Degradation of the Bovilla Crags by Cement Quarries

A series of buttresses, steep faces, and less steep slabs rise like layer cakes up the shoulders of Mt. Bastarit south of the entrance. The status of these for future rock climbing is uncertain however, for despite the beauty of the area, the last few years have seen the development of a cement quarry out of the south-east entrance which has already led to the destruction of many beautiful rock formations on the lower half of the gorge. This includes a number of quite beautiful large limestone pinnacles at the north entrance and the various formations around them. Fortunately to now, the main formations have not been blown apart and transformed into the sort of cement that could be recovered from any of a multitude of less valuable and less beautiful parts of Albania. It is to be hoped that this policy of destruction of the natural beauties of the country, above all, those in the immediate vicinity of the capital city, will soon cease and be limited only to the present extent of abuse.

Photos Illustrating Destruction by Cement Quarrying in Bovilla

Illustration of the Destruction of Bovilla s Southern Canyon Wall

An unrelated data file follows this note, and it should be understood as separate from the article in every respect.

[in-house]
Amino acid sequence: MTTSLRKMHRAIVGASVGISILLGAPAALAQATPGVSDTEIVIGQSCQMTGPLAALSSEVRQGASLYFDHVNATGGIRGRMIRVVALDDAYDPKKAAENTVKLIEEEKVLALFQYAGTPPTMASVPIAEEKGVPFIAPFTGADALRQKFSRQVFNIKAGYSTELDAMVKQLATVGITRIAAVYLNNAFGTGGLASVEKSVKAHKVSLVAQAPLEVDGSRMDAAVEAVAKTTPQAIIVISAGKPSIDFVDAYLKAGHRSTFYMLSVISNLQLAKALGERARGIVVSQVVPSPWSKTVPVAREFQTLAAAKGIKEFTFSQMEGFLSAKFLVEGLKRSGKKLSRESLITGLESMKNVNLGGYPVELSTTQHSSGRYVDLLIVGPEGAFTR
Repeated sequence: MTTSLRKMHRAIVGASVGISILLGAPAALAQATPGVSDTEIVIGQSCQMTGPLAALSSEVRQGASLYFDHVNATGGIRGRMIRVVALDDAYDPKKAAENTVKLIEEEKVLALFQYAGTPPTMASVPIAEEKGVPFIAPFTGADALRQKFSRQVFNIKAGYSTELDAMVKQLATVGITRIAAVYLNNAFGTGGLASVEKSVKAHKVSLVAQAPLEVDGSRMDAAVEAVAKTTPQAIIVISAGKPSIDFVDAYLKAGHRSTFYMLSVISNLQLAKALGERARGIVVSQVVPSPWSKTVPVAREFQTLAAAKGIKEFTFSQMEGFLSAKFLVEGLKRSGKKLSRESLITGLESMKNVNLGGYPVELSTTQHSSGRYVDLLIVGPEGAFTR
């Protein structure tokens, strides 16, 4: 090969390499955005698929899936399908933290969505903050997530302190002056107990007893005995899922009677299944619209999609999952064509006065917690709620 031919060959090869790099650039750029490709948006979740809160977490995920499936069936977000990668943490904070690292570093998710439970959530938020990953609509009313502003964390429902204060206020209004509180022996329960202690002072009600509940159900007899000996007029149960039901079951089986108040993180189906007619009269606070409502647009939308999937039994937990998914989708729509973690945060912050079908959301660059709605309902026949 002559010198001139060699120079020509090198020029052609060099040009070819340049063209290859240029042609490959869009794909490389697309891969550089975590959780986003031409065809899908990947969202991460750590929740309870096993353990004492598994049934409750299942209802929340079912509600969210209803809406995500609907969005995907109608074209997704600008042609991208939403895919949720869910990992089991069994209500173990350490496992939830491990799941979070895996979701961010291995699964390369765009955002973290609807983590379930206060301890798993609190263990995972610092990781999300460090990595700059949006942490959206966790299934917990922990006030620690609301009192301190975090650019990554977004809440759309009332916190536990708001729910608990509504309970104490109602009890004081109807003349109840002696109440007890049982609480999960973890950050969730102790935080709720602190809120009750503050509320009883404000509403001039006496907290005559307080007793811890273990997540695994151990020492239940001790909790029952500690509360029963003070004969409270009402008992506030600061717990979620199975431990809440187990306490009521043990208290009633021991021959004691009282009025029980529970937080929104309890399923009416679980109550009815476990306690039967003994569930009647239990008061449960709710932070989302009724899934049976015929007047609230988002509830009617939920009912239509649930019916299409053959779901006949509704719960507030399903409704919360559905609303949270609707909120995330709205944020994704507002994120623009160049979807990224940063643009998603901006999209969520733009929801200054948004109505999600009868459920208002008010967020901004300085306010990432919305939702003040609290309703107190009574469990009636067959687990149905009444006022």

A view of the destruction of Bovilla's south canyon wall due to the cement quarrying. All the the cliffs above are presently threatened by this senseless destruction of the natural beauties of the country. Aug. 2010.

Bovilla Gorge Entrance - Pinnacle
This beautiful pinnacle, a short but interesting 5.9 problem by its easiest ascent, has been destroyed by the cement quarriers. (The author has seems climbs he has done on several occasions changed or even destroyed by natural rockfall, but only in Albania has this occurred due to senseless extraction industry.)

South Bovilla Canyon - Before Destruction
A view of the left canyon wall before destruction, taken in the summer of 2001
South Canyon Walls - after destruction
This view of the south entrance of Bovilla Gorge shows what the same area looks like after it has been blasted apart to make cement. Photo taken Aug. 2010.

Sun Patterns and Swimming in Bovilla Gorge

Zall River Carst Formations
Looking into the natural carst flume of the Bovilla Swimming hole from above.

The coastal regions of Albania are hot in the Summer. Fall and Spring are doubtlessly the best times to climb in this area; but Bovilla is preferable to many areas in the Summer because of the superfluidity of climbing possibilities with different regard to the movement of the sun. The Tufa area and other comparable west facing crags have shade in the morning, and the Lakeview Bluffs and other east facing crags have shade in the afternoon.